Kenya Tourism Board Chairman, Jimi Kariuki, explained that the rise in tourist numbers in the country had been in part bolstered by international airlines that had increased flights to Jomo Kenyatta International Airport in Nairobi, and Moi International Airport in Mombasa between June and July.
He said: “Between July and August, many international wildlife lovers visited the Maasai Mara to catch a glimpse of the wildebeest migration spectacle, despite the electioneering period woes.” Kariuki added that tourism could have performed much better were it not for the political heat, adding that the country should create an enabling environment for tourism to thrive.
According to the UNWTO, Kenya received 1.3m tourists who spent Ksh100bn (€833m) last year, a 17% increase from the Ksh85bn (€708m) spent in 2015.
The UNWTO report noted that Kenya’s hospitality segment was set for brighter times, with room revenues projected to increase by 3.5% this year.
The same trend is expected to continue at an annual growth of 7.5% until 2021.
“Additional air services to Kenya, economic stability and rising demand in the domestic travel segment will spur an increase in guest nights. 2017 has validated the bullish optimism of hotel investors,” according to the Kenya National Bureau of Statistics report.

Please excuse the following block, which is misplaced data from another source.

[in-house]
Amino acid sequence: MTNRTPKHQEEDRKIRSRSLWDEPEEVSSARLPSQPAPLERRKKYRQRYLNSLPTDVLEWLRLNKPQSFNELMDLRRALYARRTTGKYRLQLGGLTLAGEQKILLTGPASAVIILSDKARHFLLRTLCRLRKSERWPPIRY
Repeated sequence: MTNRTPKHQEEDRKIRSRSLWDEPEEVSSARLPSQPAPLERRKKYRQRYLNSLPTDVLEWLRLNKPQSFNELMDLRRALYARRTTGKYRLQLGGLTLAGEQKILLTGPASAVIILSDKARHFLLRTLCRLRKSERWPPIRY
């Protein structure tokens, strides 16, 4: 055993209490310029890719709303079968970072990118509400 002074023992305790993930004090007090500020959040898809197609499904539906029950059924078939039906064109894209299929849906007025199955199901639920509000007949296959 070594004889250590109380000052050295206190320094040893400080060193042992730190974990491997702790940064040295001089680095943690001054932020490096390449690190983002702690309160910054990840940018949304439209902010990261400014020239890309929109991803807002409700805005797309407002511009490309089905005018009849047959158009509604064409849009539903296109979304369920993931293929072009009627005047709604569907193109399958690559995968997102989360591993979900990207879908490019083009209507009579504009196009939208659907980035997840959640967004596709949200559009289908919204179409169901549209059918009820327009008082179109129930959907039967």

“The strong performance means Kenya is on track to surpass the 1.3 million arrivals posted last year, which, in turn, represented a 10% rise on the 2015 total, when security concerns saw tourist numbers fall to 1.18 million,” said the report.
The rise in visitor numbers in the first nine months of the year brings hope to Kenya’s tourism sector amid a political stalemate over the October 26 repeat presidential election.
Although, Kenya’s Independent Electoral and Boundaries Commission declared President Uhuru Kenyatta the winner of the presidential re-run, National Super Alliance presidential candidate, Raila Odinga, rejected the results.